Descenting bucksgreenspun.com : LUSENET : Dairygoats : One Thread
It's my understanding that descenting a buck has no affect on its breeding ability. If so, why don't more people opt to do this? Is it because the odor is not entirely eliminated? Still, if it considerably cuts down the smell, why is this procedure not done more often?
-- Lynn (firstname.lastname@example.org), February 15, 2002
It's because the procedure isn't always effective, leading to doubts that it can be done at all. You know how hard it can be just to get a buck kid dehorned so that scurs don't grow; well, descenting is kind of like that. And even when it is done, the buck will still smell a little. How much he smells depends on how thoroughly he was done. My least smelly buck I had was surgically dehorned. They just about cut the whole top of his head off, because his horns had such a wide diameter. He smelled like urine, but other than that he didn't smell much. Guess what- he was the doe's favorite guy!!! ( Must have been the handsome dished face and wide chest) ;)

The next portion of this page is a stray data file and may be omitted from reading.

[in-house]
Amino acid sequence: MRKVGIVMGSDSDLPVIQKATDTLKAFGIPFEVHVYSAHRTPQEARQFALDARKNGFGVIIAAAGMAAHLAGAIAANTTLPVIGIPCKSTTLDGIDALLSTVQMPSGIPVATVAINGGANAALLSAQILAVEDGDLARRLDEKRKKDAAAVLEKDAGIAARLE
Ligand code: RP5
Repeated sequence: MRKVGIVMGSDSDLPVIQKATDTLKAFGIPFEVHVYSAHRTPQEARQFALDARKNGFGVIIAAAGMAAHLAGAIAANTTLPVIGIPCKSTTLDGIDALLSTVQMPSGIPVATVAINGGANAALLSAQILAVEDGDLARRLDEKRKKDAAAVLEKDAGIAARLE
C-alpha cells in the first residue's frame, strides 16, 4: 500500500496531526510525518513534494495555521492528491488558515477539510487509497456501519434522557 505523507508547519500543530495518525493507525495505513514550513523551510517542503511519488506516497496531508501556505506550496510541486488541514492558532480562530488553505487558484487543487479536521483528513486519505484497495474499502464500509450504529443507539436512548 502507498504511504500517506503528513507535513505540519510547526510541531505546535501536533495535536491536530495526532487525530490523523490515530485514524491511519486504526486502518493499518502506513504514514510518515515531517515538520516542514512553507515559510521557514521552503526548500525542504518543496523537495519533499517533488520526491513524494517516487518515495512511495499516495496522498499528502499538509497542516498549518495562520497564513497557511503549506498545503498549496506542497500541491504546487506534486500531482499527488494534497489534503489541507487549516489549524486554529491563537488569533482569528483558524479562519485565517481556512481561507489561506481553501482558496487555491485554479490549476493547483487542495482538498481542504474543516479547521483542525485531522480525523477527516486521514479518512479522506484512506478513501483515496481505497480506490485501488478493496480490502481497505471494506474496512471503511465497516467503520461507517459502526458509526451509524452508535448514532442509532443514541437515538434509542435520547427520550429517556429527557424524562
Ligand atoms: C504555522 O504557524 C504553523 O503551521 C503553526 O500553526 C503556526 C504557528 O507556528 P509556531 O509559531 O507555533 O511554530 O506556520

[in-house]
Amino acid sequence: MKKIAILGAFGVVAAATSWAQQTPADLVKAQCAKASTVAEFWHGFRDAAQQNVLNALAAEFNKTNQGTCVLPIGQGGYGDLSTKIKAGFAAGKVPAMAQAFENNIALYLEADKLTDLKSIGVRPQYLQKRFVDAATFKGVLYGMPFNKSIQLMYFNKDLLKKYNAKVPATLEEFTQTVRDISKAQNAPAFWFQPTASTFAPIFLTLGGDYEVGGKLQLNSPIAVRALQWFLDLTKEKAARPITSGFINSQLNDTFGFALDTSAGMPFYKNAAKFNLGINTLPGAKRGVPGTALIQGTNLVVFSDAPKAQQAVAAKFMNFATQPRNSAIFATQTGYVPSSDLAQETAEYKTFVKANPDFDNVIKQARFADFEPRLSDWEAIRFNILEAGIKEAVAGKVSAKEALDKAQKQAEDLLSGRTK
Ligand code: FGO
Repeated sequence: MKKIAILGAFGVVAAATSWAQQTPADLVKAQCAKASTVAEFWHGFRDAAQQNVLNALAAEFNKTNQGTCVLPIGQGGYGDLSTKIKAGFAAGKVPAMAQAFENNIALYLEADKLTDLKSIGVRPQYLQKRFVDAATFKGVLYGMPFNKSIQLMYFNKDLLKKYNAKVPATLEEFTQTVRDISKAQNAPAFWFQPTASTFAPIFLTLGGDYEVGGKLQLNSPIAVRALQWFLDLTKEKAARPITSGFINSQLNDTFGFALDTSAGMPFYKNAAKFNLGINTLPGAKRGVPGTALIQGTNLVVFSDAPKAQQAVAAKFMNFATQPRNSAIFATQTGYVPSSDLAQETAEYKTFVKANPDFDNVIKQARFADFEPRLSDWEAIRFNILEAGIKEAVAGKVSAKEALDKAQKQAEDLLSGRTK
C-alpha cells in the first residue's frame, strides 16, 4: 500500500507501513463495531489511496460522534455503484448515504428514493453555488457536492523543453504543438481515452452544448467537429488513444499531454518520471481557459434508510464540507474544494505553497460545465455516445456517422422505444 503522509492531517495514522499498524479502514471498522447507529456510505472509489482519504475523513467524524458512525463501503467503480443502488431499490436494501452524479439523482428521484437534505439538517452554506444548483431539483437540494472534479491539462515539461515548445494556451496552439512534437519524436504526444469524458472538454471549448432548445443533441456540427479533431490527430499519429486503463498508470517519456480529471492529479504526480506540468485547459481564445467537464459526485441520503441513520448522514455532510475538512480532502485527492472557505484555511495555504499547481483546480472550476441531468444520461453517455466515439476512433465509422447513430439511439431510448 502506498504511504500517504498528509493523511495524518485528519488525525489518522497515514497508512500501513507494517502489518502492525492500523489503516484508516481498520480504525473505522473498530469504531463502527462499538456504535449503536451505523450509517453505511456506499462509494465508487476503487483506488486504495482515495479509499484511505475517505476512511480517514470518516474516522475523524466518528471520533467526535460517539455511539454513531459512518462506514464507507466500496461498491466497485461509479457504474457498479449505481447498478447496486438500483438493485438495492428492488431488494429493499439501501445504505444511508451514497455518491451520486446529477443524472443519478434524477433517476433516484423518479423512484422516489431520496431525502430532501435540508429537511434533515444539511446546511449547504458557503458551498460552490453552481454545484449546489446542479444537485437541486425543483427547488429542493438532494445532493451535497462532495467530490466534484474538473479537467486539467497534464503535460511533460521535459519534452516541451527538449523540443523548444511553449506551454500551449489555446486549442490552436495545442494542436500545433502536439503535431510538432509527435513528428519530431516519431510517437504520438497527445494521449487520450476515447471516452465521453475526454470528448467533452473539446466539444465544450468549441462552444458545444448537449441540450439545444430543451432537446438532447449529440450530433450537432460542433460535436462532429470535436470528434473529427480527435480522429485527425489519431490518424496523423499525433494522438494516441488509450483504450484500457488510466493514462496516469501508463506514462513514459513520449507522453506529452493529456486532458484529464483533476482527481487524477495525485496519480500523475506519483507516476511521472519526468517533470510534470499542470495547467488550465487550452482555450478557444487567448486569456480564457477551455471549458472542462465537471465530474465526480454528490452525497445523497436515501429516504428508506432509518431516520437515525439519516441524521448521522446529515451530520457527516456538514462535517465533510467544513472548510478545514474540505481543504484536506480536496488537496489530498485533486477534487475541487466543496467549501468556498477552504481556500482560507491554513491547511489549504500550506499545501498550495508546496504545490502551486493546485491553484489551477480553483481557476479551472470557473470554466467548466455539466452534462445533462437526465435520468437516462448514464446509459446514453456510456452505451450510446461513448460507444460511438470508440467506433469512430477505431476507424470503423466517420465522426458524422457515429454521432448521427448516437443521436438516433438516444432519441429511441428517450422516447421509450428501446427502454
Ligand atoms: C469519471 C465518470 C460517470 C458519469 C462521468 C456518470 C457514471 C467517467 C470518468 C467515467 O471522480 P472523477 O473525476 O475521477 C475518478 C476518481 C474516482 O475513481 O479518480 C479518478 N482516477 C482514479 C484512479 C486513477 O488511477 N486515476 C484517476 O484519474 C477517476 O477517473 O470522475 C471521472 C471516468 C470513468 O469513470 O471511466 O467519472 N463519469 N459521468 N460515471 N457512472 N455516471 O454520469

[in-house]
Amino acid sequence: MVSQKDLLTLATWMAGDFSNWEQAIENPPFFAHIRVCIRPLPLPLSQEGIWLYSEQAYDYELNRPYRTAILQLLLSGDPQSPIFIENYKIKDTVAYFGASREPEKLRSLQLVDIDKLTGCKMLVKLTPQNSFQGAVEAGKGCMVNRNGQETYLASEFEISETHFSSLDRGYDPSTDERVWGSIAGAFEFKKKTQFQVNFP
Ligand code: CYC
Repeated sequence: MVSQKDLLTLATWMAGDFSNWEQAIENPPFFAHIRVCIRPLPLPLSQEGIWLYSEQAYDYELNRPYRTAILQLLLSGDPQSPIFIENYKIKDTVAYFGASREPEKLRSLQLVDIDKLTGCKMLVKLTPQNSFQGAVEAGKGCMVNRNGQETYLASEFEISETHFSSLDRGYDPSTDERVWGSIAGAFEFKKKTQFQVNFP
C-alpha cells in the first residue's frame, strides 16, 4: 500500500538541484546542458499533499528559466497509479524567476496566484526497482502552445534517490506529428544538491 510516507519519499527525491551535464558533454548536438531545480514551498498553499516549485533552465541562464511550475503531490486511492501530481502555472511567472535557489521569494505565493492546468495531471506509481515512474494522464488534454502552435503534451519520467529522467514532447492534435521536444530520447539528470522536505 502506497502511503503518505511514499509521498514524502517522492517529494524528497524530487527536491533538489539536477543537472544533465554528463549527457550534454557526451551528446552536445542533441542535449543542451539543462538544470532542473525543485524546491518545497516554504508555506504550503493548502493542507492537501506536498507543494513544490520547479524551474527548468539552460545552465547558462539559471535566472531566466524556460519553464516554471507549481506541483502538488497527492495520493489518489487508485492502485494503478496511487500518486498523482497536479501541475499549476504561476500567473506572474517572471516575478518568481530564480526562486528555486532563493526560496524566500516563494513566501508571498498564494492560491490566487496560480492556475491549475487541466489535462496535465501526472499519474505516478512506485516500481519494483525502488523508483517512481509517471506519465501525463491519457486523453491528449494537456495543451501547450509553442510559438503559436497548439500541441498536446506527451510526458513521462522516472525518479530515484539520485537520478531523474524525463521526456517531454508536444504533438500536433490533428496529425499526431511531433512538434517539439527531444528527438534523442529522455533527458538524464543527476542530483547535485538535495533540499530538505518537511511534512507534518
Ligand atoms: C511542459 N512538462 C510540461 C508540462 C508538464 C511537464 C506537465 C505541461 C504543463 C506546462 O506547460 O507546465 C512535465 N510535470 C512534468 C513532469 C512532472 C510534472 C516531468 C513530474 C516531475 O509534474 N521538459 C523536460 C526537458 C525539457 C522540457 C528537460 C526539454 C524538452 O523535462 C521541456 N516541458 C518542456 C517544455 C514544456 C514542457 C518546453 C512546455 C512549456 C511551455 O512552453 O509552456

The other two bucks I had were attempts at descenting, they both have scurs and they noth smell somewhat. However, all three bucks together, did not smell as badly as the horned buck I used to own. I would not expect total elimination of all smell. But reduction is definitely possible.
-- Rebekah (email@example.com), February 16, 2002.